The application of a warning notice can be effective only if it is executed on two fundamental points. First, as I have noted previously, it is essential that the warning notices are used and applied as a tool to improve care, not simply to place a trust in the stocks in the town square. Secondly, any warning notice should act as a de facto contract between the regulator and the regulated service provider, by which I mean that the imposition of a warning notice should create a partnership geared towards ensuring co-operation that will ultimately improve the outcome of the process for the benefit of patients, clinicians and the local community the trust serves. By  giving clarity of purpose to the body that is required to improve services, in whatever respect that may be, the trust will be well equipped to tackle problems efficiently. In its unamended form, the clause only gives the service provider an unclear view of what is needed. Amendments 140 and 141 would require the Care Quality Commission to empower the trust by giving more information, more direction and much greater clarity.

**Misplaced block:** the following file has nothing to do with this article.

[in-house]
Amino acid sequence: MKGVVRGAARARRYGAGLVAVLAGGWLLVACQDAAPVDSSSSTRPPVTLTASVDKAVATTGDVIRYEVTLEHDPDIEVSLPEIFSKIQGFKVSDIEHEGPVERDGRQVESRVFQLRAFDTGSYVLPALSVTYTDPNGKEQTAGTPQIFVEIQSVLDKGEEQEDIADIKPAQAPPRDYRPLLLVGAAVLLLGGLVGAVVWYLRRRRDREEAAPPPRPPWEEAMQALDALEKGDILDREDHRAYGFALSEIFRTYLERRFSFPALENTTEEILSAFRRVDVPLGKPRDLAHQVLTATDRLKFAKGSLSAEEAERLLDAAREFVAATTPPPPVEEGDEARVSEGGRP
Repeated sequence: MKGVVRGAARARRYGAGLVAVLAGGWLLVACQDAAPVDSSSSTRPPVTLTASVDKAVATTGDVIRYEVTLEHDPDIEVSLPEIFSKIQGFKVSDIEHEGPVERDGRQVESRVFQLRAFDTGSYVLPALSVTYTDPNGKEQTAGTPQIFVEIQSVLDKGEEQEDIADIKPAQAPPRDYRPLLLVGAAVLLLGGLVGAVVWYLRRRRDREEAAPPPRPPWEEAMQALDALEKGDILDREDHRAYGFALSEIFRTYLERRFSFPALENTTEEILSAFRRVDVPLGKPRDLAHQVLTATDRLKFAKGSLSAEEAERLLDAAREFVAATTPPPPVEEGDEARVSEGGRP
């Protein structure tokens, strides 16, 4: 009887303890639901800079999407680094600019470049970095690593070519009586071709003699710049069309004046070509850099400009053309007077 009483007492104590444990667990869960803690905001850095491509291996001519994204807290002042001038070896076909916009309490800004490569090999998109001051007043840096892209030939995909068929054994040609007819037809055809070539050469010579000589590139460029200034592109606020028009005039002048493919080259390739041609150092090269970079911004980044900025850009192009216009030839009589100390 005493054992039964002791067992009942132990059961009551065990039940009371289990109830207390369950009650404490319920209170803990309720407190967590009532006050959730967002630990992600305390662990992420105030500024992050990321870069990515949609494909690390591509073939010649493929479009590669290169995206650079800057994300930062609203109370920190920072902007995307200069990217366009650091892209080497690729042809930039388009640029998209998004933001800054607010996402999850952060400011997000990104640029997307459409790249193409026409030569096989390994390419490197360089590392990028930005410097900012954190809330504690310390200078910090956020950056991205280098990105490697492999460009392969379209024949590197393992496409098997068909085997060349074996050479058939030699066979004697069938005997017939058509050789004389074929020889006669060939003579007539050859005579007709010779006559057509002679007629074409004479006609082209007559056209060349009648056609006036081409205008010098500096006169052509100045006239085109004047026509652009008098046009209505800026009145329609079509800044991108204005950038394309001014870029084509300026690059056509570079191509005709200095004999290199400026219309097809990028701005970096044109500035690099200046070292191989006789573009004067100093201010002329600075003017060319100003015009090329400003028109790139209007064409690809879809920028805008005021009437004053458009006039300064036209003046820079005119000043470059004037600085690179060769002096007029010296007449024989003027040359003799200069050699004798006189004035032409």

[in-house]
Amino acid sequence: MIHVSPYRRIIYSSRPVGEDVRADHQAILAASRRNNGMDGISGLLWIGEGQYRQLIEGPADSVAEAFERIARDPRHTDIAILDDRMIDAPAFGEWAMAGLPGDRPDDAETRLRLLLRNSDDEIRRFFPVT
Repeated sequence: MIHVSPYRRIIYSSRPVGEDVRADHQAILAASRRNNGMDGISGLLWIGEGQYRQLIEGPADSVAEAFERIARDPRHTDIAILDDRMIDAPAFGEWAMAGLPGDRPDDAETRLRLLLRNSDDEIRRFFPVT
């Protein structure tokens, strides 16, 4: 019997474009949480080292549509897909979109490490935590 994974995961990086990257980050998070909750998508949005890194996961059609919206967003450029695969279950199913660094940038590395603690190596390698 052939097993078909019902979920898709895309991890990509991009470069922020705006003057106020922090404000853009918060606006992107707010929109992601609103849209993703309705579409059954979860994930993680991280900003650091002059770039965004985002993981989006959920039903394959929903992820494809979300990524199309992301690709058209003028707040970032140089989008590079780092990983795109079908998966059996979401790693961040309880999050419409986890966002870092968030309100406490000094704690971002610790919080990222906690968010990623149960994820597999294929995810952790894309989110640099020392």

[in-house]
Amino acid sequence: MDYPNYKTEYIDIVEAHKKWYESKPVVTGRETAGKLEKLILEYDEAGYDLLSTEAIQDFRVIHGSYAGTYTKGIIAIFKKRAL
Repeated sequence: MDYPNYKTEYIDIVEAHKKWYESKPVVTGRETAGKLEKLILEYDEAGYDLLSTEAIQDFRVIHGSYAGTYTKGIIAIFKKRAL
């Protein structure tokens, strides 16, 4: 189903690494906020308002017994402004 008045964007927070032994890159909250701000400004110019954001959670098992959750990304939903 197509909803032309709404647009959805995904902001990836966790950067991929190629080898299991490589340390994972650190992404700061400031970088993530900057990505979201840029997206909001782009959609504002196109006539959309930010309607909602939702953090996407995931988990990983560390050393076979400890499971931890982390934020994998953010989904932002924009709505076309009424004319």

Given that the amendments are a step forward in removing ambiguity, I hope that the right hon. Member for Sutton and Cheam will test the will of the Committee on the lead amendment. If he does, he will do so in the knowledge that he has the support of Opposition Members. As I mentioned, I believe that our amendment goes further than the right hon. Gentleman’s, so when the time comes I might test the will of the Committee.

Photo of Daniel Poulter Daniel Poulter The Parliamentary Under-Secretary of State for Health

It is a pleasure to serve under your chairmanship, Mr Rosindell. I echo the comments of the hon. Member for Copeland about the hon. Member for Sheffield, Heeley, for whom I have a lot of time. She has been a diligent servant of her constituents and has contributed at a high level in this place. Her valuable contributions will be missed across the House, and I am sure we would all like to thank her for her service to the House, the country and her constituents.